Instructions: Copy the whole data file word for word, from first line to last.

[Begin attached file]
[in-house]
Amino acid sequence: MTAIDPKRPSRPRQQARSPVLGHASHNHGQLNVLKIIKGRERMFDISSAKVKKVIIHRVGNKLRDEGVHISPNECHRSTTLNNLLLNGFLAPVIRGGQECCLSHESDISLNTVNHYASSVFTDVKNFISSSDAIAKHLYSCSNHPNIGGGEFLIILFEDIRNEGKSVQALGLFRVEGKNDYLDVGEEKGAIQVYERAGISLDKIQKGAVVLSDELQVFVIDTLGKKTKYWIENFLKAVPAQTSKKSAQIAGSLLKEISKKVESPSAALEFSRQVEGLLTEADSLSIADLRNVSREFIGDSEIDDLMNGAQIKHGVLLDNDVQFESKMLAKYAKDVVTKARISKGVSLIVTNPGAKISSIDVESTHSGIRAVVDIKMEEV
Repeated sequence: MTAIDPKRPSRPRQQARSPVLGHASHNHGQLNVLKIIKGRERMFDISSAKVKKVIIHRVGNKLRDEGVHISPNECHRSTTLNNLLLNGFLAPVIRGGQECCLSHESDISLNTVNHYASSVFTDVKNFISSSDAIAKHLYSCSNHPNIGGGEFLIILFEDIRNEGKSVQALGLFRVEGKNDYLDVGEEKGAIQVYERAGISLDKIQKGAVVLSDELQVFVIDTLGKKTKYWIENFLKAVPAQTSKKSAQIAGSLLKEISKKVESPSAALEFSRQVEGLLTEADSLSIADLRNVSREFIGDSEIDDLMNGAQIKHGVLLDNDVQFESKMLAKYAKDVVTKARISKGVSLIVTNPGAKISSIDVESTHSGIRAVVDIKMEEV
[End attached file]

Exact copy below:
[in-house]
Amino acid sequence: MTAIDPKRPSRPRQQARSPVLGHASHNHGQLNVLKIIKGRERMFDISSAKVKKVIIHRVGNKLRDEGVHISPNECHRSTTLNNLLLNGFLAPVIRGGQECCLSHESDISLNTVNHYASSVFTDVKNFISSSDAIAKHLYSCSNHPNIGGGEFLIILFEDIRNEGKSVQALGLFRVEGKNDYLDVGEEKGAIQVYERAGISLDKIQKGAVVLSDELQVFVIDTLGKKTKYWIENFLKAVPAQTSKKSAQIAGSLLKEISKKVESPSAALEFSRQVEGLLTEADSLSIADLRNVSREFIGDSEIDDLMNGAQIKHGVLLDNDVQFESKMLAKYAKDVVTKARISKGVSLIVTNPGAKISSIDVESTHSGIRAVVDIKMEEV
Repeated sequence: MTAIDPKRPSRPRQQARSPVLGHASHNHGQLNVLKIIKGRERMFDISSAKVKKVIIHRVGNKLRDEGVHISPNECHRSTTLNNLLLNGFLAPVIRGGQECCLSHESDISLNTVNHYASSVFTDVKNFISSSDAIAKHLYSCSNHPNIGGGEFLIILFEDIRNEGKSVQALGLFRVEGKNDYLDVGEEKGAIQVYERAGISLDKIQKGAVVLSDELQVFVIDTLGKKTKYWIENFLKAVPAQTSKKSAQIAGSLLKEISKKVESPSAALEFSRQVEGLLTEADSLSIADLRNVSREFIGDSEIDDLMNGAQIKHGVLLDNDVQFESKMLAKYAKDVVTKARISKGVSLIVTNPGAKISSIDVESTHSGIRAVVDIKMEEV